Suppose an affine connection is given on a smooth manifold $M$ and let $N\subset M$ be an embedded submanifold. Is there a canonical way of defining an induced connection on $N$?

In classical differential geometry of smooth surfaces in Euclidean 3-space, the corresponding construction is that of covariant derivative (cfr. Do Carmo, Differential geometry of curves and surfaces §4-4). The covariant derivative of a vector field along a curve on the surface is defined as the orthogonal projection of the ordinary Euclidean derivative onto the plane tangent to the surfaces.

I wonder how (and if) this can be ported to the language of connections.Wikipedia's entry does something like that by means of the Riemannian structure: I wonder if this extra structure is really necessary.

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    $\begingroup$ A connection more or less tells you how to move tangent vectors consistently from $T_p M$ to $T_q M$. The point about the Riemannian metric is, that it defines orthogonal projections $T_p M \rightarrow T_p N$ if $p\in N$, providing a natural means to induce a connection on $N$. Unless you have some natural projection you will have difficulties to find a canonical way to define a connection on $N$. $\endgroup$
    – user20266
    Commented Jun 7, 2012 at 15:12

1 Answer 1


With just an affine structure you will not be able to get an induced connection. (Part of the story is told in Fox's AMS Notices article from March 2012 titled "What is an affine sphere?".)

Instead, you can consider the following for codimension 1 submanifolds: given $\tau:N\to M$ an embedding and let $v$ be a vector field on $M$ along $N$ that is transverse to $N$, then $(\nabla,v)$ on $M$ together induces a connection on $N$. For $(X,Y)$ vector fields on $N$, we can define $$ D^{(v)}_X Y = [\nabla_{\tau_*X}\tau_*Y] $$ where $[W]$ for $W\in T_pM$, $p\in \tau(N)$ is defined by $\tau_*[W] - W = \lambda v$ for some $\lambda\in\mathbb{R}$. For higher codimension case you need more (linearly independent) vector fields. In the Riemannian case, $v$ is canonically chosen to be the unit normal vector to $N$ (or in higher codimension, a family that spans the normal bundle).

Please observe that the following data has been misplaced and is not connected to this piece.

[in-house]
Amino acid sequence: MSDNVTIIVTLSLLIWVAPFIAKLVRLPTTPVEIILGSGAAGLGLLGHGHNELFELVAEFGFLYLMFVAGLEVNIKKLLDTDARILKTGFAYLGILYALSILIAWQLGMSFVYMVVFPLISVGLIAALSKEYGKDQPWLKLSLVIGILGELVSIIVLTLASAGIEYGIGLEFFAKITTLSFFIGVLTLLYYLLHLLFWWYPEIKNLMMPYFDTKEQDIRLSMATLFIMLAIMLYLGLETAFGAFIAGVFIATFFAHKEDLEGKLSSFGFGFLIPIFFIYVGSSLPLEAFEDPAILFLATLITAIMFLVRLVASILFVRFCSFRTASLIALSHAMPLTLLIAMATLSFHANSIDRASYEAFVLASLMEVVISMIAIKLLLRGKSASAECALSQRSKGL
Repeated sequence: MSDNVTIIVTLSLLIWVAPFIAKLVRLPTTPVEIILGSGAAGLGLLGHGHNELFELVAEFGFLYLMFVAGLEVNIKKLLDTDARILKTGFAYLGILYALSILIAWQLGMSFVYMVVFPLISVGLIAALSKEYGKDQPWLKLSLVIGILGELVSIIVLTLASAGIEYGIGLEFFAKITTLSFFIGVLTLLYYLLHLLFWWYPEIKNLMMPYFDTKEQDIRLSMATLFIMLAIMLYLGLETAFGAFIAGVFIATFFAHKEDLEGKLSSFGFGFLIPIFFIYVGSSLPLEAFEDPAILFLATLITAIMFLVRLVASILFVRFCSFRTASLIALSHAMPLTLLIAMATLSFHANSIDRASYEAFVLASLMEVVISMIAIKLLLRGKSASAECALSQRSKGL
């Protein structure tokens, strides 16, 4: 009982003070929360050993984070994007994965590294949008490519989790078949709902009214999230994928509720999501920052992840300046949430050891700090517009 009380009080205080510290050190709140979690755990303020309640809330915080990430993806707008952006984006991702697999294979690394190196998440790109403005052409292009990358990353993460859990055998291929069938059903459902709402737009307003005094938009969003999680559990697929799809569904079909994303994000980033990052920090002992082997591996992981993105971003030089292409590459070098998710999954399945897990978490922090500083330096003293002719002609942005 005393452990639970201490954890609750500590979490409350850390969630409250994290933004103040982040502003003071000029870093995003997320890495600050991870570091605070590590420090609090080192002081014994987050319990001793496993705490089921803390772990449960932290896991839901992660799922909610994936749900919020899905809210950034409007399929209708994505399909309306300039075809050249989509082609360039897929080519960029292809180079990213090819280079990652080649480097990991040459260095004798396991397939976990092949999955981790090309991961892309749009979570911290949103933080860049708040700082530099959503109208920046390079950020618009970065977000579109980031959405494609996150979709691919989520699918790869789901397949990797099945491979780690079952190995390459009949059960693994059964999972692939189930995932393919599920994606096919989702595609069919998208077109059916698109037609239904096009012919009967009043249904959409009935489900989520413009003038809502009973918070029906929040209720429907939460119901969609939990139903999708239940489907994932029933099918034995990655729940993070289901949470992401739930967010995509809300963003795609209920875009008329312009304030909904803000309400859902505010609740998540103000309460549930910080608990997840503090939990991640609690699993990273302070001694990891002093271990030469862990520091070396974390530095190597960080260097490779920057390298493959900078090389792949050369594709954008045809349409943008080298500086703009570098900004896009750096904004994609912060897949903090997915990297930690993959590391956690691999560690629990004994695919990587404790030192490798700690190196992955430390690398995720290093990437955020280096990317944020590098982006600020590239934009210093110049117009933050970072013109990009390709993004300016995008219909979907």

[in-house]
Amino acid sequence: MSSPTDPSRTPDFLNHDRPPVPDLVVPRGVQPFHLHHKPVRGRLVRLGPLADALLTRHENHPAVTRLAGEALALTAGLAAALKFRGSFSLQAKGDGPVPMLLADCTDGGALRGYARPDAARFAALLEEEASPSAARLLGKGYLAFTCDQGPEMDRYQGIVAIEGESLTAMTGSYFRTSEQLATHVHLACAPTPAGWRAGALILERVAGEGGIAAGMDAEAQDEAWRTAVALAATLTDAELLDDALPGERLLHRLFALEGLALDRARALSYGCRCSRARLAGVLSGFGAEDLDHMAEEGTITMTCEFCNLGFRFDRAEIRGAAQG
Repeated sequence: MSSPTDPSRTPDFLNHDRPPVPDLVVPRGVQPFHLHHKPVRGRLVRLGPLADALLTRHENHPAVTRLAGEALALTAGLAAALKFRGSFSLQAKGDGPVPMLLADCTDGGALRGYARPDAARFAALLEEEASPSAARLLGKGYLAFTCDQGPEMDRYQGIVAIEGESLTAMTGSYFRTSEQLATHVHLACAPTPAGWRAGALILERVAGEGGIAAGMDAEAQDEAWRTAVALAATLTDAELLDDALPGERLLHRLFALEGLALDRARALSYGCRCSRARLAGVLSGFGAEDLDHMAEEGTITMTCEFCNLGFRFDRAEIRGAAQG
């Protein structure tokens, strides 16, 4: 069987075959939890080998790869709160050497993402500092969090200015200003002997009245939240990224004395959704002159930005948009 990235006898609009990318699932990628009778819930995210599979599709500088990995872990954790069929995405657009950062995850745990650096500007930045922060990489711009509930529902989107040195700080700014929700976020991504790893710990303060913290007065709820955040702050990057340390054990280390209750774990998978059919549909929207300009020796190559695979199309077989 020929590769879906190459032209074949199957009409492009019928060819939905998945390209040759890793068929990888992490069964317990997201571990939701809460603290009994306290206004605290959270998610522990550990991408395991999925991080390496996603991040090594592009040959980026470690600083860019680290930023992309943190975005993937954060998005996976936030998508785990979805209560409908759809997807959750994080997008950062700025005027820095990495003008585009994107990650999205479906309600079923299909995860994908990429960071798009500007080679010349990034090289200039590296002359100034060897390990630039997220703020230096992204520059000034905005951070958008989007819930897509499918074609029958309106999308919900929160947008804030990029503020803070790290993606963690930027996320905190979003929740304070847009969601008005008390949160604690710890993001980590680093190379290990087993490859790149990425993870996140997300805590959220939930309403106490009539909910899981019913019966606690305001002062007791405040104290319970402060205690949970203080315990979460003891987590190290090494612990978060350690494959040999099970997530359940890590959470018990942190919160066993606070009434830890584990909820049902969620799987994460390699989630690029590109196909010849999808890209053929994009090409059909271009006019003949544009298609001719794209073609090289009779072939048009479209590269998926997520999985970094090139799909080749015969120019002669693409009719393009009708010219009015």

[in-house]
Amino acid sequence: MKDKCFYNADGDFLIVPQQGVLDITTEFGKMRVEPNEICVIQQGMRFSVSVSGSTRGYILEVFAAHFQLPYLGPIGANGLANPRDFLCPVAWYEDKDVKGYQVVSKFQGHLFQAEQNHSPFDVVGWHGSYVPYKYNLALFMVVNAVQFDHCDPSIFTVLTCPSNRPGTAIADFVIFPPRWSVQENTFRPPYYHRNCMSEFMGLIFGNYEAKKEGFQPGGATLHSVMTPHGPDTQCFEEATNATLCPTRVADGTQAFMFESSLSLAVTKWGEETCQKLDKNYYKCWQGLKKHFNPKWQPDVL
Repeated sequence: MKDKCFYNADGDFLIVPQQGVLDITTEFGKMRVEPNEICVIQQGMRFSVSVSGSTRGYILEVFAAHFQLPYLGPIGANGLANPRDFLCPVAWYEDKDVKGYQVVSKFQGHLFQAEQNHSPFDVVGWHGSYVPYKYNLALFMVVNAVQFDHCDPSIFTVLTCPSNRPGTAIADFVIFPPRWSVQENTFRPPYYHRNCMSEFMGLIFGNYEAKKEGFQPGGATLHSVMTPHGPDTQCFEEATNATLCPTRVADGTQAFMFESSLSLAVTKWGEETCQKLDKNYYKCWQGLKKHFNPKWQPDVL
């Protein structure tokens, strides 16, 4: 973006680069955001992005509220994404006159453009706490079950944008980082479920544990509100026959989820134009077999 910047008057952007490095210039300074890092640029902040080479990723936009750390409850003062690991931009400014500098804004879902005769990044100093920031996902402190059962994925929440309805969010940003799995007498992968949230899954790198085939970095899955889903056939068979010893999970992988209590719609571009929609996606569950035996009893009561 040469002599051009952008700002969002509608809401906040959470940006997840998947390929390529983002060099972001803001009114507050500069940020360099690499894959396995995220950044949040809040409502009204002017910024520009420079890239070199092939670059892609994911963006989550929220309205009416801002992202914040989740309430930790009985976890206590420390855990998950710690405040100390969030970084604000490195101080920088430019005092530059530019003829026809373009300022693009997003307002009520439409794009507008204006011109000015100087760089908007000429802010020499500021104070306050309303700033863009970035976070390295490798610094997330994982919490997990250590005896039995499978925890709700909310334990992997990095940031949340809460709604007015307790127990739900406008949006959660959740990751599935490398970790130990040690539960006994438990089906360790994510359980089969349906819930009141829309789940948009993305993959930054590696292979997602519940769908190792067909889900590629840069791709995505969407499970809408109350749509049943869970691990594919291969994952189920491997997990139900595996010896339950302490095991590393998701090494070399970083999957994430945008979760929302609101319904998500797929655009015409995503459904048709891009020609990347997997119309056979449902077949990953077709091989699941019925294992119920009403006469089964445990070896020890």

• $\begingroup$ This is all fine and correct, but due to the fact that your transverse vector field(s) is(are) quite arbitrary it is far from being canonical. $\endgroup$
    – user20266
    Commented Jun 7, 2012 at 19:54
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    $\begingroup$ @Thomas: precisely. The answer is (a) meant to illustrate the fact that the choice of a canonical "induced connection" is quite intimately connected with the choice of a canonical traverse vector field and (b) give reference to the fact that meaningful geometry can still be studied without such a canonical choice. $\endgroup$ Commented Jun 11, 2012 at 7:23
  • $\begingroup$ So if $M$ is a metric manifold, then $v$ can be canonically chosen to be the normal to the surface, right? $\endgroup$ Commented Jun 24, 2018 at 10:12
  • $\begingroup$ @JackozeeHakkiuz: I am not sure what you mean by metric manifold. Can you give me a reference? $\endgroup$ Commented Jun 25, 2018 at 17:30
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    $\begingroup$ In the Riemannian case: yes. In the pseudo-Riemannian case, not necessarily: the "normal vector field" may not be transversal. You have to add the condition that the induced metric on the submanifold $N$ is non-degenerate. @JackozeeHakkiuz $\endgroup$ Commented Jun 26, 2018 at 1:06

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